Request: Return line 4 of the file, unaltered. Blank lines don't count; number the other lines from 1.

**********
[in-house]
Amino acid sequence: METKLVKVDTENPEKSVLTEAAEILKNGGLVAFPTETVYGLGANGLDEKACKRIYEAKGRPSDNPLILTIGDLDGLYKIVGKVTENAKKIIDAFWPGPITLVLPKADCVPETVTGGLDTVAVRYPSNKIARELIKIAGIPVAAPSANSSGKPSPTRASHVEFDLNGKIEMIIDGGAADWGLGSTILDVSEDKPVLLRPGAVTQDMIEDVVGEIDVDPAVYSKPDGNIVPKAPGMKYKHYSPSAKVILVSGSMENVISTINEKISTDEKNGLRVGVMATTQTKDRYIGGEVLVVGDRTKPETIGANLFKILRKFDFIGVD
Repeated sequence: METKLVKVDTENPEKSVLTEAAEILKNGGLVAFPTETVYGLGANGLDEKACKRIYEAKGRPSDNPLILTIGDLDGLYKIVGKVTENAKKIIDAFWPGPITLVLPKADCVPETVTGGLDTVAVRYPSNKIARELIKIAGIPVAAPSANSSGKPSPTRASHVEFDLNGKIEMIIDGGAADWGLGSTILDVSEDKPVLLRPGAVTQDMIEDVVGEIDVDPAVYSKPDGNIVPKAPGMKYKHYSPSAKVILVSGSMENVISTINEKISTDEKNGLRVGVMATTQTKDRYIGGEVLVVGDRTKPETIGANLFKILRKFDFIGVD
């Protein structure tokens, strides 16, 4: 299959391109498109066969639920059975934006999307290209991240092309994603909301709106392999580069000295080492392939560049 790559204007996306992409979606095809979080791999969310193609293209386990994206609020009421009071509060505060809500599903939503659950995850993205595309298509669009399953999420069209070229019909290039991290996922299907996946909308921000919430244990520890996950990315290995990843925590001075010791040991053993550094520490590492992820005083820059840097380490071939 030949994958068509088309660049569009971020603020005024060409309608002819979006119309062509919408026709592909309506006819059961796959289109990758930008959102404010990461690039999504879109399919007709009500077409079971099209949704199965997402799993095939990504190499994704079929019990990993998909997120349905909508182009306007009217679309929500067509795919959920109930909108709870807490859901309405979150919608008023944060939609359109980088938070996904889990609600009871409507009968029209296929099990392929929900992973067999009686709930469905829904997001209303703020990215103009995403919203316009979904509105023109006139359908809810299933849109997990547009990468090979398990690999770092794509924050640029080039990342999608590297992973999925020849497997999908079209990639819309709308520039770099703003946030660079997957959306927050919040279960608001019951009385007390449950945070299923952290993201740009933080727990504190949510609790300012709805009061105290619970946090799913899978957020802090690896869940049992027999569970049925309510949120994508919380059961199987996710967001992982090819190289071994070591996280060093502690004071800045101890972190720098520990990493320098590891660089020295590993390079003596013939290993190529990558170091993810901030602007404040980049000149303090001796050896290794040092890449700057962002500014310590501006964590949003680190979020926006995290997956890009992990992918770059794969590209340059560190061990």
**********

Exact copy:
């Protein structure tokens, strides 16, 4: 299959391109498109066969639920059975934006999307290209991240092309994603909301709106392999580069000295080492392939560049 790559204007996306992409979606095809979080791999969310193609293209386990994206609020009421009071509060505060809500599903939503659950995850993205595309298509669009399953999420069209070229019909290039991290996922299907996946909308921000919430244990520890996950990315290995990843925590001075010791040991053993550094520490590492992820005083820059840097380490071939 030949994958068509088309660049569009971020603020005024060409309608002819979006119309062509919408026709592909309506006819059961796959289109990758930008959102404010990461690039999504879109399919007709009500077409079971099209949704199965997402799993095939990504190499994704079929019990990993998909997120349905909508182009306007009217679309929500067509795919959920109930909108709870807490859901309405979150919608008023944060939609359109980088938070996904889990609600009871409507009968029209296929099990392929929900992973067999009686709930469905829904997001209303703020990215103009995403919203316009979904509105023109006139359908809810299933849109997990547009990468090979398990690999770092794509924050640029080039990342999608590297992973999925020849497997999908079209990639819309709308520039770099703003946030660079997957959306927050919040279960608001019951009385007390449950945070299923952290993201740009933080727990504190949510609790300012709805009061105290619970946090799913899978957020802090690896869940049992027999569970049925309510949120994508919380059961199987996710967001992982090819190289071994070591996280060093502690004071800045101890972190720098520990990493320098590891660089020295590993390079003596013939290993190529990558170091993810901030602007404040980049000149303090001796050896290794040092890449700057962002500014310590501006964590949003680190979020926006995290997956890009992990992918770059794969590209340059560190061990």